/ Orthostatic hypotension and hiking

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L Orbitolina - on 15 Nov 2017
Been running all sorts of tests over the past few weeks and figured out that I have a serious problem with low blood pressure. My blood plummets into my legs whenever I climb up stairs or the gradient of a slope becomes steeper or when I start to run, sometimes even when I walk over a speedbump! I end up with heavy legs, light-headed and out of breath. Annoyingly, this does not correct itself unless I stop moving. Few seconds later I'm fine again as if nothing happened, but as soon as I walk on the same happens again. This basically means that every hike upwards consists of up to 200 steps of walking, a short break, another few steps, another short break.

This did not appear out of nowhere. I'd say it was always there. Sudden running as a small child always resulted in shortness of breath, as did walking with my parents, or track sprints at school. Heart and lungs are healthy.

I wonder if there are other people here who experience this, and if you found any solution for this. Despite my problem I do continue hiking even if people twice my age overtake me happily chatting while I can hardly get a word out, or continue running even though I cannot run fast or uphill. Eating a lot more salt seems to help somewhat. There must be other solutions though.
SpaceCaptainTheodore on 15 Nov 2017
In reply to Orbitolina:

I get something similar, though I don't have a diagnosis to confirm precisely what it is or why it happens. I've found that aggressive hydration offers a bit of respite (I tried it working on the basis that more fluid equals more blood volume and may smooth things out a bit) - when at its worst, I'd try to get a good two litres down me before I got out the car. I've also found that increasing my dietary intake of vitamin B and occassionally supplementing it if I feel I'm slipping has had a remarkable benefit.

None of this is based on medical advice - my doctor was sympathetic but pretty useless - but it seems to work and shouldn't cause any damage from trying. Good luck!
queenmargo - on 15 Nov 2017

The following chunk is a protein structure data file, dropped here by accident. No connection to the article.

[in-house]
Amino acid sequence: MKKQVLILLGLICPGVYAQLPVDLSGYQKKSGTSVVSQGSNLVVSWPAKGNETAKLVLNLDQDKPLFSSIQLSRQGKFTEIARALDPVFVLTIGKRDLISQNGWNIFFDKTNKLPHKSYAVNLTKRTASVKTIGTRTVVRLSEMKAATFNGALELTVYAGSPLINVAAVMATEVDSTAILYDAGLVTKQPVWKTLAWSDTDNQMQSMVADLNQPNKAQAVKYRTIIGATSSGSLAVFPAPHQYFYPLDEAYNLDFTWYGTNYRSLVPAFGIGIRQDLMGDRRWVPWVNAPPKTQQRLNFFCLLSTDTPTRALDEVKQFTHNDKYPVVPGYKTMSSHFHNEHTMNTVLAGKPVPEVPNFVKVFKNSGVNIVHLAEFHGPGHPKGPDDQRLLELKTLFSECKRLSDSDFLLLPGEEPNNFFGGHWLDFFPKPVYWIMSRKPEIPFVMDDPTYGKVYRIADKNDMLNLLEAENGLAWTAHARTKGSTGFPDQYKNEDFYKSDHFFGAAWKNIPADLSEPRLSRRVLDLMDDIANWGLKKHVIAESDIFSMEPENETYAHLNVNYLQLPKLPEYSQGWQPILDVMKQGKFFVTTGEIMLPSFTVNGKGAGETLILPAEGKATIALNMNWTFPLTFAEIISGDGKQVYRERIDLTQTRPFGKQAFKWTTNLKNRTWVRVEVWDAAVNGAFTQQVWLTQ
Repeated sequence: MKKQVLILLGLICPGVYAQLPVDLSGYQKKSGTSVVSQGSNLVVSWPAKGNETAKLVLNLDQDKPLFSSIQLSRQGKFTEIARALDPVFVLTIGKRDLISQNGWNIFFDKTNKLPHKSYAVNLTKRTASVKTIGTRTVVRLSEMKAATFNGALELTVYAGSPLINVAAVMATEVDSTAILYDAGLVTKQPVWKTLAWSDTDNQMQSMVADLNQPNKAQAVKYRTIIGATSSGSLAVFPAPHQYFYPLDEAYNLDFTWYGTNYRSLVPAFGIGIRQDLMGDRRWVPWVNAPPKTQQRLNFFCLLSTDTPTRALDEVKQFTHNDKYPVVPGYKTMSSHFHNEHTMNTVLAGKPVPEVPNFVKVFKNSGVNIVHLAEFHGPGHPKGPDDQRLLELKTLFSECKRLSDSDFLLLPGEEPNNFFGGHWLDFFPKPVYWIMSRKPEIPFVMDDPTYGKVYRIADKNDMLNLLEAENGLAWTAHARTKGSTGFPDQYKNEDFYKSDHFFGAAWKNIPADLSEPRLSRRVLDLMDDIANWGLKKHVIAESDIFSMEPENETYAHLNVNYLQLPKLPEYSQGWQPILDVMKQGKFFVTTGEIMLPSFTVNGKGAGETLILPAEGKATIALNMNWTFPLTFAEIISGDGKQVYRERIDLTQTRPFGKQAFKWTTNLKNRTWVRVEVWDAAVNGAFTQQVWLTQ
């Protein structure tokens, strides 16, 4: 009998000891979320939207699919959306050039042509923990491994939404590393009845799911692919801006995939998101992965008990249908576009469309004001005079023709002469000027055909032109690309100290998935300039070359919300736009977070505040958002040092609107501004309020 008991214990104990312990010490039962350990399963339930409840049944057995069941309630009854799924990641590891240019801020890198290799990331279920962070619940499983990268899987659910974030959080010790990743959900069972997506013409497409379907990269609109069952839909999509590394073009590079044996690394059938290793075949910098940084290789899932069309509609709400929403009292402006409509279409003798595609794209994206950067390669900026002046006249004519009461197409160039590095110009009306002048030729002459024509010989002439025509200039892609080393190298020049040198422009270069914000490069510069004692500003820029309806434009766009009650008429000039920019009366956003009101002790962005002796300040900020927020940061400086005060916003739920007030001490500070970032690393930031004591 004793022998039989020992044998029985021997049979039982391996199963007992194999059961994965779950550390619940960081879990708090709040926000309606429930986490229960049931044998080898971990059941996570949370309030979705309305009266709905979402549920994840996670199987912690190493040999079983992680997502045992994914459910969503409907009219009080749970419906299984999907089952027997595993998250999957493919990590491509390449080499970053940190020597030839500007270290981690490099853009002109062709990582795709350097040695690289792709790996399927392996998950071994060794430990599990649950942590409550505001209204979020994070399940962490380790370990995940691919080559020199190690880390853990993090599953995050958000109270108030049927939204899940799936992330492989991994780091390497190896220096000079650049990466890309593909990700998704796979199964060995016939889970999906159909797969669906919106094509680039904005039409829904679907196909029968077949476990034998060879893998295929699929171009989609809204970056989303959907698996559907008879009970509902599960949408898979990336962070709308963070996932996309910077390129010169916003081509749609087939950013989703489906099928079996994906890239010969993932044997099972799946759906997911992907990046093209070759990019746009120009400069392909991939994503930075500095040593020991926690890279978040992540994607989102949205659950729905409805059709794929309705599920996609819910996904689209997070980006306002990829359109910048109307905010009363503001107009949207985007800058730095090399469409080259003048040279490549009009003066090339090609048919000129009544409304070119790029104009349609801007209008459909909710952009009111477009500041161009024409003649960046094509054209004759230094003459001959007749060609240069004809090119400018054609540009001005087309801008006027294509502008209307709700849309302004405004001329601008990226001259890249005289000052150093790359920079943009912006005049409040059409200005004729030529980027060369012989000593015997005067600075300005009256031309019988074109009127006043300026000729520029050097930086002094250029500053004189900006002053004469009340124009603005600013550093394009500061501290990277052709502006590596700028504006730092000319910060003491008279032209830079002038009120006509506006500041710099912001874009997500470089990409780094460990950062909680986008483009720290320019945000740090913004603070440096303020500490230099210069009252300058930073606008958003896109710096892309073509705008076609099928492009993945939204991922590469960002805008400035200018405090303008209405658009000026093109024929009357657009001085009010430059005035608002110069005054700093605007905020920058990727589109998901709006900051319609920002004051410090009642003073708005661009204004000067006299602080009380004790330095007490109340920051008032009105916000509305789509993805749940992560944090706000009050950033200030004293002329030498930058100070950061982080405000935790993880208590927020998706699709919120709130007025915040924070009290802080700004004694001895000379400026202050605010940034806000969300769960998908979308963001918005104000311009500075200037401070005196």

In reply to Orbitolina:

Have you tried pressure stockings? Not saying it would work, but you could get compression socks for free from your GP.
matt3210 - on 15 Nov 2017
In reply to Orbitolina:

One GP, since retired, told me that in the UK we only worry about high BP, in Germany they think high BP is good & you & I would be in intensive care; he also said that they don't really care about high or low BP in France. He also said to take more salt with food, I understand that the body strives to maintain a constant salinity, so if you put more salt in you will retain more water & this boosts BP. Another GP told me that there are pills, but GPs prefer them to be prescribed by consultants, might be worth asking about this.
Dave the Rave on 15 Nov 2017
In reply to Orbitolina:

Sounds like you need a cardiology appointment asap and avoid strenuous exercise?
I get hypotension when I stand from a crouched position. I put this down to having massive calves and the blood being unable to return to the heart.
Dauphin on 15 Nov 2017
In reply to Orbitolina:

You need to know the cause of it in order to fix it, sounds like it might was chronic and stable but getting more serious with age >>> see your G.P. for referral to a cardiologist as a matter of urgency. Sure, compression stockings, salt and drinking a couple of litres before exercise may help to alleviate symptoms but with the correct identification of cause and corrective treatment you may have a whole new lease on life.

D


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